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Rose Byrne and Seth Rogen in Platonic, premiering May 24 on Apple TV+.Paul Sarkis/Apple TV+


Created by Nick Stoller and Francesca Delbanco

Starring Seth Rogen, Rose Byrne and Luke Macfarlane

Premiering on Apple TV+ starting May 24, with new episodes added weekly

Critic’s Pick

In an early episode of Undeclared, the Rosetta Stone of the Judd Apatow Entertainment Universe, a young Seth Rogen delivers a loving ode to the 1998 movie You’ve Got Mail. Playing a college-aged stoner (shock), Rogen compares watching the rom-com to looking at waves rolling in on the beach. “You’ve got Tom Hanks. You got Meg Ryan. You got a very likeable Greg Kinnear. You think you’re better than it ... this movie is gonna suck ... then you watch it and it becomes a part of you. It’s in you.”

Truer words have never been spoken. But the same thing could be said about the calming, highly pleasurable sensation that takes hold whenever Rogen – who I guess we could call the Tom Hanks of his generation, a comparison that stands up better than you might first think – teams up with Rose Byrne, his very own Meg Ryan.

The pair have already played husband and wife twice, in Nicholas Stoller’s pair of underrated Neighbors movies, with Rogen’s huh-huh-huh affability nicely edging against Byrne’s faux prim-and-proper façade. There is just something about Rogen’s nice Canadian Jewish boy shtick that works well with Byrne’s repressed party-girl sensibility. And the duo’s odd-but-not-really couple chemistry is made all the better when the actress is allowed to use her natural Australian accent.

Now, by the good graces of the streaming wars, Rogen and Byrne are back together – albeit in a strictly non-romantic fashion – with the new Apple TV+ series Platonic, created by Stoller and his wife Francesca Delbanco. Very likely to go down as the funniest series released on the small-screen this year, the show is as much a reminder that Apple TV+ has gobs of money to burn – every episode is beautifully shot, every role filled by an ace comic bit player, every song a bouncy banger – as it is that television has really seized the comedy mantle from big-screen players.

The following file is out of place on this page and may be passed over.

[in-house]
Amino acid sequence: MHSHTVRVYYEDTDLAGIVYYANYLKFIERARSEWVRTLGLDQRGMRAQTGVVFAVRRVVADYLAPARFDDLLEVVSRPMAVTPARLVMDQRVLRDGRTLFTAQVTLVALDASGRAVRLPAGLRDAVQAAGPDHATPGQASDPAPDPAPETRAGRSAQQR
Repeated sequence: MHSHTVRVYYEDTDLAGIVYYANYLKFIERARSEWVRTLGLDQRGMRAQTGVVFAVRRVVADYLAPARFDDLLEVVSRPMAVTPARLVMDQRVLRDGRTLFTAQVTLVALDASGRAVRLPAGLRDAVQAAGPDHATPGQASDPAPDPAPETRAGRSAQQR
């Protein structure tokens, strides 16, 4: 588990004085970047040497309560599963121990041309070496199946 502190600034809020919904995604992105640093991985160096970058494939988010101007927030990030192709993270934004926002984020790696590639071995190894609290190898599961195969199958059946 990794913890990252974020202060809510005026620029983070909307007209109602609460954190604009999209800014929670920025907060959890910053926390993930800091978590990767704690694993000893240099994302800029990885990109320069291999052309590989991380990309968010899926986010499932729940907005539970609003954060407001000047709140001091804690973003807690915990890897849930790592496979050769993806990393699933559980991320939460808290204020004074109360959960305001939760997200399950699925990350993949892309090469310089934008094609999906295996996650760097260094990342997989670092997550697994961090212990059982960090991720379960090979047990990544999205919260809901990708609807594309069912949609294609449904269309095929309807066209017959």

The 10-episode half-hour series follows two friends from college whose lives have drifted apart since taking on – or shrugging off – the burdens of adulthood. Sylvia (Byrne) is a loving mother of three, tucked away in a cramped Los Angeles house and itching to get back into the legal field, which she abandoned in favour of helping her stupidly handsome and kind husband Charlie (Luke Macfarlane) advance his own career. Will (Rogen) sits on the opposite end of things, single and relatively carefree after recently going through a divorce, his only responsibility tending to the tanks at the hipster-cool bar where he’s brew-master. The pair reconnect after Sylvia notices an Instagram post from his ex, and from there proceed to rekindle – and then frequently disrupt – their friendship.

As with most Apatow-adjacent projects, the story here isn’t so much the thing as the vibe, as witty as it is warm. The predicaments that Will and Sylvie find themselves in – various low-stakes incidents and arguments and reconciliations – are all executed as merely an excuse for the performers to flex their scarily strong comedic muscles, and bask in the glow of each other’s extremely lovable, huggable personas. The series’ barely there conceit – that Will and Sylvie are constantly mistaken for husband and wife, but have almost no interest in pursuing such a relationship – works because the performers are so naturally loose and comfortable with one another.

While reteaming with Rogen and Byrne was surely the main draw for Stoller, Platonic also seems to exist just as much so that the director could offer more work for the cast of his unfairly ignored 2022 comedy, Bros. Not only have Stoller and Delbanco rehired that film’s highly charming Canadian co-star Macfarlane – playing, I suppose, the Greg Kinnear equivalent of this series – but also Bros’ secret comedic weapon Guy Branum (cast here as Charlie’s law-firm work buddy). Rounding out the ensemble is Neighbors veteran Carla Gallo (who has worked with Rogen since his Undeclared days) and TikTok comedian Vinny Thomas, who is poised for a breakout as Will’s moronic co-worker.

Like You’ve Got Mail, you might think that you’re better than Platonic. But then you watch it and, well, it becomes a part of you. It’s in you.